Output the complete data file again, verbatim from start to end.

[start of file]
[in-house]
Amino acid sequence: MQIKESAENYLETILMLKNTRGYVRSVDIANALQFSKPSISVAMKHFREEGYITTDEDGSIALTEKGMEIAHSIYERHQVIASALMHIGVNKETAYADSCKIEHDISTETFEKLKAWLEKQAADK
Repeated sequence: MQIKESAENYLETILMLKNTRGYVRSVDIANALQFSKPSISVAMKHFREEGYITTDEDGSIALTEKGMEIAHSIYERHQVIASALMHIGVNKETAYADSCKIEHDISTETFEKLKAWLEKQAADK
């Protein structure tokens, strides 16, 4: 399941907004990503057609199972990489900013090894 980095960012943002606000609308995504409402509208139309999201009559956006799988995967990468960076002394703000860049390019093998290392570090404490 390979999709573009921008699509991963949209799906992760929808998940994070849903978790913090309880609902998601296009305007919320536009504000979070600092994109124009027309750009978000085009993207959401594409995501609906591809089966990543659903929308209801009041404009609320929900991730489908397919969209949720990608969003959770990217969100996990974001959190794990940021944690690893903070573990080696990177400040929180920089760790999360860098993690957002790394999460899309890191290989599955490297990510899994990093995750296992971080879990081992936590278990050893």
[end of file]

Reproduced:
[in-house]
Amino acid sequence: MQIKESAENYLETILMLKNTRGYVRSVDIANALQFSKPSISVAMKHFREEGYITTDEDGSIALTEKGMEIAHSIYERHQVIASALMHIGVNKETAYADSCKIEHDISTETFEKLKAWLEKQAADK
Repeated sequence: MQIKESAENYLETILMLKNTRGYVRSVDIANALQFSKPSISVAMKHFREEGYITTDEDGSIALTEKGMEIAHSIYERHQVIASALMHIGVNKETAYADSCKIEHDISTETFEKLKAWLEKQAADK
């Protein structure tokens, strides 16, 4: 399941907004990503057609199972990489900013090894 980095960012943002606000609308995504409402509208139309999201009559956006799988995967990468960076002394703000860049390019093998290392570090404490 390979999709573009921008699509991963949209799906992760929808998940994070849903978790913090309880609902998601296009305007919320536009504000979070600092994109124009027309750009978000085009993207959401594409995501609906591809089966990543659903929308209801009041404009609320929900991730489908397919969209949720990608969003959770990217969100996990974001959190794990940021944690690893903070573990080696990177400040929180920089760790999360860098993690957002790394999460899309890191290989599955490297990510899994990093995750296992971080879990081992936590278990050893």